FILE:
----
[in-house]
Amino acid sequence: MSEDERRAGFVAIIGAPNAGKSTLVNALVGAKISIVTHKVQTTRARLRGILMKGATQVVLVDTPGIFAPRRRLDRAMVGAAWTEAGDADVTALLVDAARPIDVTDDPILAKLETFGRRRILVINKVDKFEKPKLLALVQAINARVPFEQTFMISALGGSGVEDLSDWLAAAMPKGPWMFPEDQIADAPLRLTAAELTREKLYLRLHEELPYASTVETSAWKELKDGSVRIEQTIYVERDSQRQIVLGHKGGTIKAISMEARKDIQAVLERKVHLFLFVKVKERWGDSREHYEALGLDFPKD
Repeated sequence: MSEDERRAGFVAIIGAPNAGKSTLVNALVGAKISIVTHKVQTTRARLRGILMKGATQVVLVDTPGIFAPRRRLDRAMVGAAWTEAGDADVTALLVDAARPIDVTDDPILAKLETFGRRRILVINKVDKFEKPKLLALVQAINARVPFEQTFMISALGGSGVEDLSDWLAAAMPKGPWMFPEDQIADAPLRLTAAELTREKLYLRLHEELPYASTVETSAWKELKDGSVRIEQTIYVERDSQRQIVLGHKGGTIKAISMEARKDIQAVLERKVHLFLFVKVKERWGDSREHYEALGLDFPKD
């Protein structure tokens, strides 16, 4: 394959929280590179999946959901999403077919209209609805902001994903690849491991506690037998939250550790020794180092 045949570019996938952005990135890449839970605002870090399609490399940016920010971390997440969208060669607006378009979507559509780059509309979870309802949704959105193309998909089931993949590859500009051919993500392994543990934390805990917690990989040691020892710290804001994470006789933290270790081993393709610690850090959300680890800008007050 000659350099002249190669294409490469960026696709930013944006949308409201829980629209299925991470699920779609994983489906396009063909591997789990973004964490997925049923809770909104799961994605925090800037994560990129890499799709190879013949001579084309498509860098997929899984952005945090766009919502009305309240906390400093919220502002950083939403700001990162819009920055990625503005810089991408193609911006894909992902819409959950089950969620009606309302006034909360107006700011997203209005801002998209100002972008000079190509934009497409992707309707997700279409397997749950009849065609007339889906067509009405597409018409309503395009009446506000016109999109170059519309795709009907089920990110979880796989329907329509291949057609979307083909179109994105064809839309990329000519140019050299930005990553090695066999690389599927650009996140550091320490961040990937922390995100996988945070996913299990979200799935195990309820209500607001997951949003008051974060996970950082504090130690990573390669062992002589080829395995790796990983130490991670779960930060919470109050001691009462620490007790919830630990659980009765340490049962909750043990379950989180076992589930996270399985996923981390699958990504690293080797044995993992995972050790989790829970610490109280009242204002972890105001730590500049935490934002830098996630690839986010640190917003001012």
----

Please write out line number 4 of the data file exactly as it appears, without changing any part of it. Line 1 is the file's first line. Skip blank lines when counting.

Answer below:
């Protein structure tokens, strides 16, 4: 394959929280590179999946959901999403077919209209609805902001994903690849491991506690037998939250550790020794180092 045949570019996938952005990135890449839970605002870090399609490399940016920010971390997440969208060669607006378009979507559509780059509309979870309802949704959105193309998909089931993949590859500009051919993500392994543990934390805990917690990989040691020892710290804001994470006789933290270790081993393709610690850090959300680890800008007050 000659350099002249190669294409490469960026696709930013944006949308409201829980629209299925991470699920779609994983489906396009063909591997789990973004964490997925049923809770909104799961994605925090800037994560990129890499799709190879013949001579084309498509860098997929899984952005945090766009919502009305309240906390400093919220502002950083939403700001990162819009920055990625503005810089991408193609911006894909992902819409959950089950969620009606309302006034909360107006700011997203209005801002998209100002972008000079190509934009497409992707309707997700279409397997749950009849065609007339889906067509009405597409018409309503395009009446506000016109999109170059519309795709009907089920990110979880796989329907329509291949057609979307083909179109994105064809839309990329000519140019050299930005990553090695066999690389599927650009996140550091320490961040990937922390995100996988945070996913299990979200799935195990309820209500607001997951949003008051974060996970950082504090130690990573390669062992002589080829395995790796990983130490991670779960930060919470109050001691009462620490007790919830630990659980009765340490049962909750043990379950989180076992589930996270399985996923981390699958990504690293080797044995993992995972050790989790829970610490109280009242204002972890105001730590500049935490934002830098996630690839986010640190917003001012």